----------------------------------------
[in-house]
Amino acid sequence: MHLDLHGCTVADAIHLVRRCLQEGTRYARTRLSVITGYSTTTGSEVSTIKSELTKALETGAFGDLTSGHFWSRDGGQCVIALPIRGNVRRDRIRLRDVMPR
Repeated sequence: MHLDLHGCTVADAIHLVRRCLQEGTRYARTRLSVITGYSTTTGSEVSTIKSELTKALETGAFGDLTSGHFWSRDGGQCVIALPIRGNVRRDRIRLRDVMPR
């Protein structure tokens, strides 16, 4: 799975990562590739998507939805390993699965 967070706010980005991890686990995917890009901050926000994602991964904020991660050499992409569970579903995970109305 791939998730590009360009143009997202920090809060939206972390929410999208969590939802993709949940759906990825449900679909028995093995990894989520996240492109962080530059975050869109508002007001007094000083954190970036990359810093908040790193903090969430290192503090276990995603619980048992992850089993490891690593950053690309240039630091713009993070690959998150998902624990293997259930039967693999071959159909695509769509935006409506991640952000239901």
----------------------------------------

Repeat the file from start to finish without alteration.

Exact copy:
[in-house]
Amino acid sequence: MHLDLHGCTVADAIHLVRRCLQEGTRYARTRLSVITGYSTTTGSEVSTIKSELTKALETGAFGDLTSGHFWSRDGGQCVIALPIRGNVRRDRIRLRDVMPR
Repeated sequence: MHLDLHGCTVADAIHLVRRCLQEGTRYARTRLSVITGYSTTTGSEVSTIKSELTKALETGAFGDLTSGHFWSRDGGQCVIALPIRGNVRRDRIRLRDVMPR
């Protein structure tokens, strides 16, 4: 799975990562590739998507939805390993699965 967070706010980005991890686990995917890009901050926000994602991964904020991660050499992409569970579903995970109305 791939998730590009360009143009997202920090809060939206972390929410999208969590939802993709949940759906990825449900679909028995093995990894989520996240492109962080530059975050869109508002007001007094000083954190970036990359810093908040790193903090969430290192503090276990995603619980048992992850089993490891690593950053690309240039630091713009993070690959998150998902624990293997259930039967693999071959159909695509769509935006409506991640952000239901």